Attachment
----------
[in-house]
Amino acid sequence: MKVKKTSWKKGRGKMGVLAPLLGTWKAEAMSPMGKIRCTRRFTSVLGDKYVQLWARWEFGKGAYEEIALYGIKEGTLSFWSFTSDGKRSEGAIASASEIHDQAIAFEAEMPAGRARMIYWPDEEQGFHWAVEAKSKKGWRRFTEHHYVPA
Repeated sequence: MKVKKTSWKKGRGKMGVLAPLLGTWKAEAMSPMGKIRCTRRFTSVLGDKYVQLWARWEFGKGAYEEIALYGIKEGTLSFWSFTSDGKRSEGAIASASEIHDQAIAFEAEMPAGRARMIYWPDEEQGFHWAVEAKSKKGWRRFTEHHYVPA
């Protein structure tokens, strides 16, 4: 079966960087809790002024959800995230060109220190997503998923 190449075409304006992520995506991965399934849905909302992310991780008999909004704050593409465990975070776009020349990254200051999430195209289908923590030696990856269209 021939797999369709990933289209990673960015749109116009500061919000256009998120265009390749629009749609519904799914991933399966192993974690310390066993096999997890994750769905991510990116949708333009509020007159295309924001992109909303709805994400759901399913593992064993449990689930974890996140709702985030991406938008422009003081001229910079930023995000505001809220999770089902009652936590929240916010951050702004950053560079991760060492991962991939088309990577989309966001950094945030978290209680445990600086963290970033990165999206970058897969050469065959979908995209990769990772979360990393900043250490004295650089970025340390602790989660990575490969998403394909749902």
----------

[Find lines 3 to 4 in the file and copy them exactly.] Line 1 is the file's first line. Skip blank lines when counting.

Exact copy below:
Repeated sequence: MKVKKTSWKKGRGKMGVLAPLLGTWKAEAMSPMGKIRCTRRFTSVLGDKYVQLWARWEFGKGAYEEIALYGIKEGTLSFWSFTSDGKRSEGAIASASEIHDQAIAFEAEMPAGRARMIYWPDEEQGFHWAVEAKSKKGWRRFTEHHYVPA
């Protein structure tokens, strides 16, 4: 079966960087809790002024959800995230060109220190997503998923 190449075409304006992520995506991965399934849905909302992310991780008999909004704050593409465990975070776009020349990254200051999430195209289908923590030696990856269209 021939797999369709990933289209990673960015749109116009500061919000256009998120265009390749629009749609519904799914991933399966192993974690310390066993096999997890994750769905991510990116949708333009509020007159295309924001992109909303709805994400759901399913593992064993449990689930974890996140709702985030991406938008422009003081001229910079930023995000505001809220999770089902009652936590929240916010951050702004950053560079991760060492991962991939088309990577989309966001950094945030978290209680445990600086963290970033990165999206970058897969050469065959979908995209990769990772979360990393900043250490004295650089970025340390602790989660990575490969998403394909749902």